Abuse is not Love
As part of our new campaign, #BehindClosedDoors, we've invited a series of guests to write blog posts for us on the topic of domestic abuse. We understand this is a deeply personal and sensitive topic, if you feel reading this blog post will be traumatising for you in any way, we advise caution. However, we are committed to opening the door on domestic abuse in our communities and we urge you to have these difficult conversations in our churches. You can find a host of resources to help you get started and advice on steps to take if you are concerned for yourself or someone you know.
If you want to become involved in our campaign, you can do so through social media or by submitting a blog post to our Digital Communications Officer.
Domestic abuse is not a new topic and it can be easy to presume that we live in a society where people are aware of what abuse looks like and how to avoid or escape it. However, it can get confusing when Hollywood and Netflix promote films such as the 50 Shades trilogy and 365 days. Films that portray unhealthy and abusive relationships in such a way that they become fantasies amongst their audience. Films that have been criticised (understandably) for glamorising such toxic and controlling behaviour, and yet, has been met with fierce debates from fans who idealise the “manly” traits of the possessive protagonist. This is causing certain forms of abuse to become increasingly normalised. Several videos inspired by 365 days went viral on TikTok, which shows how rapidly its messages are spreading through younger generations. One of the film’s most infamous scenes has resulted in male TikTok users pretend to grab their partners by the throat. 50 Shades is no different; it’s a #metoo experience dressed up as a romantic fantasy/love story.
Abuse is not sexy. The number of instances where abuse is brushed over or romanticised could fill another blog post, organisations, such as Fight the New Drug, have written such an article (amongst many others) and I would 100% recommend checking them out on their website or Instagram. When physical and sexual abuse can be so blatantly disregarded by society, it is unsurprising that other types of abuse are consistently overlooked and ever understood. One of which is: coercive control.
In December 2015, England and Wales introduced the Serious Crime Act that made “controlling or coercive behaviour” in personal relationships illegal. They defined coercive control as a “continuing act, or pattern of acts, of assault, threats, humiliation and intimidation or other abuse that is used to harm, punish, or frighten their victim”; in other words, it is a pattern of deliberate abuse over time that leaves the victim intimidated, dependent, and isolated. 5 years on and 85% of my friends (aged 20-28, male and female) still cannot define what coercive control is.
If you cannot identify what the issue is, how could you possibly expect to know if you or someone else is falling victim to it? Coercive control can look like someone being isolated from friends or family, being told what they can and can’t wear, or having what they do with their time monitored. Identifying features like these is crucial for being able to understand if a relationship is abusive.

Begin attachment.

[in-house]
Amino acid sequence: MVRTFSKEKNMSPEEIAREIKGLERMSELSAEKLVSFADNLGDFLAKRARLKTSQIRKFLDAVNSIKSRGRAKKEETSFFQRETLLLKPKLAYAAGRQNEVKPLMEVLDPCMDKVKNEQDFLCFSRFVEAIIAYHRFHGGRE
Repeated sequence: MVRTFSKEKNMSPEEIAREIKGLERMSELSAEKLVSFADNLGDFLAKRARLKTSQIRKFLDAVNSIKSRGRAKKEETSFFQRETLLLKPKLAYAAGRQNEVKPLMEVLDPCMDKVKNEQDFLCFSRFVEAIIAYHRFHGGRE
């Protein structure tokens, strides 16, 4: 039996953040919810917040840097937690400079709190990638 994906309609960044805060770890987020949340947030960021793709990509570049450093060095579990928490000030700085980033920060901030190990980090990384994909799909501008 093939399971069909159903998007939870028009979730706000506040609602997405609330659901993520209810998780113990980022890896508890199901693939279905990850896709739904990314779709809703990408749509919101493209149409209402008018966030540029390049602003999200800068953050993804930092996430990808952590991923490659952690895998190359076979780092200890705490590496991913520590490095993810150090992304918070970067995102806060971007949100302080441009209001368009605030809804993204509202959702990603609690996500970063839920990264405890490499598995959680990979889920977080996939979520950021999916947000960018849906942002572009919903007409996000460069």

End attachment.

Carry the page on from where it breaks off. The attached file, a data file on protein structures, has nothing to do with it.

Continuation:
How many of us have sat and listened to friends make comments like “oh he/she wouldn’t want me to wear that” or “my partner doesn’t think I should talk to that person”? In some cases, this may be a one-off comment arising from a valid concern, such as a partner not approving of a toxic friendship. Yet, if a person is consistently controlling what their partner does, this is a crime. It is not a communication error; it is not an overreaction from the victim; it is a crime. Many relationships start with compliments, care and charisma so it can be difficult for those in the situation to acknowledge when it becomes manipulative. For others, coercive control is part of a cycle. I’m reminded of a quote in The Great Gatsby that says that we all accept the love we think we deserve; if people grow up in abusive situations they won’t necessarily realise when a situation is abusive. All people have a right to live a life free from manipulation and as a Church we are called to love and support one another. We need to model what this looks like so that people and society can see how a world without abuse should be.
What is the solution? For individuals, checking in on friends who seem as though they’re withdrawing and becoming dependent on their partner can be crucial. If you find yourself being victimised then, difficult though it can be, reaching out for help is a vital step. To enable this, creating and extending refuge centres needs to be prioritised. As with all types of abuse, the idea of coercive control is one which people need to be educated on. Accordingly, schools, Churches, and other institutions need to have clear safeguarding policies for what to do when such control is suspected. We get the “sex talk” at school but it’s time for the “healthy relationship discussion”. With divorce rates at 45% and abuse being frequently unreported, it is time to focus on teaching. It is time to normalise speaking up about manipulation in relationships instead of trivialising and dismissing it. It is time to change.